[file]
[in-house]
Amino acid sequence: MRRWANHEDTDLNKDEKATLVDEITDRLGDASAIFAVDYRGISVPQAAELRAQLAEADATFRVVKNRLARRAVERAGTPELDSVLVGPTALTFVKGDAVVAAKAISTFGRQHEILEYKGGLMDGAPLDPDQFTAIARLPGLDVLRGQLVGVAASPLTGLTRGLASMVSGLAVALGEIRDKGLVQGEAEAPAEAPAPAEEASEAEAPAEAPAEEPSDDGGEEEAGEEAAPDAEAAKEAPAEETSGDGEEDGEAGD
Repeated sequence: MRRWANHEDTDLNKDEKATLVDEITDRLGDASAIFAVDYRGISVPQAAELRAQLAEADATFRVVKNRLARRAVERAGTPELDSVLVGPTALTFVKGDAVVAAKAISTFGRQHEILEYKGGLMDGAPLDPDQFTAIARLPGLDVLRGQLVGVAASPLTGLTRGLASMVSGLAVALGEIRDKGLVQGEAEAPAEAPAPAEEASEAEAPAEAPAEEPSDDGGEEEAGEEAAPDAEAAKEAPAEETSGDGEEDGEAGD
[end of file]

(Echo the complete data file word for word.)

[in-house]
Amino acid sequence: MRRWANHEDTDLNKDEKATLVDEITDRLGDASAIFAVDYRGISVPQAAELRAQLAEADATFRVVKNRLARRAVERAGTPELDSVLVGPTALTFVKGDAVVAAKAISTFGRQHEILEYKGGLMDGAPLDPDQFTAIARLPGLDVLRGQLVGVAASPLTGLTRGLASMVSGLAVALGEIRDKGLVQGEAEAPAEAPAPAEEASEAEAPAEAPAEEPSDDGGEEEAGEEAAPDAEAAKEAPAEETSGDGEEDGEAGD
Repeated sequence: MRRWANHEDTDLNKDEKATLVDEITDRLGDASAIFAVDYRGISVPQAAELRAQLAEADATFRVVKNRLARRAVERAGTPELDSVLVGPTALTFVKGDAVVAAKAISTFGRQHEILEYKGGLMDGAPLDPDQFTAIARLPGLDVLRGQLVGVAASPLTGLTRGLASMVSGLAVALGEIRDKGLVQGEAEAPAEAPAPAEEASEAEAPAEAPAEEPSDDGGEEEAGEEAAPDAEAAKEAPAEETSGDGEEDGEAGD